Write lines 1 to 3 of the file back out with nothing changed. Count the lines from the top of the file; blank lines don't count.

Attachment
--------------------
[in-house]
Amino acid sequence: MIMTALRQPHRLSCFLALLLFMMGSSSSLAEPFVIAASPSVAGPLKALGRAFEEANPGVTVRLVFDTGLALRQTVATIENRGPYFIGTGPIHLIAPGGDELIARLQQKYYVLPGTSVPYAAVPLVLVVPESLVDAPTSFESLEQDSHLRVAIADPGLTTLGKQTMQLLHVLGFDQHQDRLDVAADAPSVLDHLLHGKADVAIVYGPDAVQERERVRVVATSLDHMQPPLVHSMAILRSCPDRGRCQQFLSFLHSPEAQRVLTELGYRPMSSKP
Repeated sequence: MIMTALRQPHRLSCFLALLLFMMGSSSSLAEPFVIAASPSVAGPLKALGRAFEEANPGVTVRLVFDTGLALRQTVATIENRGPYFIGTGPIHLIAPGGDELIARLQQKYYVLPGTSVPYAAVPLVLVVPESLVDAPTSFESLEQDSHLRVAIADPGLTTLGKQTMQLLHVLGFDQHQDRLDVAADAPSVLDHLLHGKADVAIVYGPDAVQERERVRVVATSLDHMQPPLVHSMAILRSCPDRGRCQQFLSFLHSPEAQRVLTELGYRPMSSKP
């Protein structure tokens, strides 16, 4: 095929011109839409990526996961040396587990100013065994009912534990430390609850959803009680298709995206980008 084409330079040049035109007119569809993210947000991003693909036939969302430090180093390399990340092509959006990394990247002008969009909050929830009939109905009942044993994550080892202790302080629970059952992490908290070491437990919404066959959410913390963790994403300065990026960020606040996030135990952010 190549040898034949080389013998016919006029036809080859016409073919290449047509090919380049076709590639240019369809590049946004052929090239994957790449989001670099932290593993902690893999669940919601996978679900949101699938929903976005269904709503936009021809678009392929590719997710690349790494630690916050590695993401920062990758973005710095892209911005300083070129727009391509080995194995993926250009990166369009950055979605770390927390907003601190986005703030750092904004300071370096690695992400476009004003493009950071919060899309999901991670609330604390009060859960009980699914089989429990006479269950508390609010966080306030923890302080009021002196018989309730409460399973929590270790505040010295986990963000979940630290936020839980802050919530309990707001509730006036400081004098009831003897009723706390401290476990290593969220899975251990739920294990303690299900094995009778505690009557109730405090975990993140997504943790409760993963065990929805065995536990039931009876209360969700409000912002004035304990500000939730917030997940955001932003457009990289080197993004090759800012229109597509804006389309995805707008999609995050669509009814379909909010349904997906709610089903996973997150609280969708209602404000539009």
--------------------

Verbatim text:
[in-house]
Amino acid sequence: MIMTALRQPHRLSCFLALLLFMMGSSSSLAEPFVIAASPSVAGPLKALGRAFEEANPGVTVRLVFDTGLALRQTVATIENRGPYFIGTGPIHLIAPGGDELIARLQQKYYVLPGTSVPYAAVPLVLVVPESLVDAPTSFESLEQDSHLRVAIADPGLTTLGKQTMQLLHVLGFDQHQDRLDVAADAPSVLDHLLHGKADVAIVYGPDAVQERERVRVVATSLDHMQPPLVHSMAILRSCPDRGRCQQFLSFLHSPEAQRVLTELGYRPMSSKP
Repeated sequence: MIMTALRQPHRLSCFLALLLFMMGSSSSLAEPFVIAASPSVAGPLKALGRAFEEANPGVTVRLVFDTGLALRQTVATIENRGPYFIGTGPIHLIAPGGDELIARLQQKYYVLPGTSVPYAAVPLVLVVPESLVDAPTSFESLEQDSHLRVAIADPGLTTLGKQTMQLLHVLGFDQHQDRLDVAADAPSVLDHLLHGKADVAIVYGPDAVQERERVRVVATSLDHMQPPLVHSMAILRSCPDRGRCQQFLSFLHSPEAQRVLTELGYRPMSSKP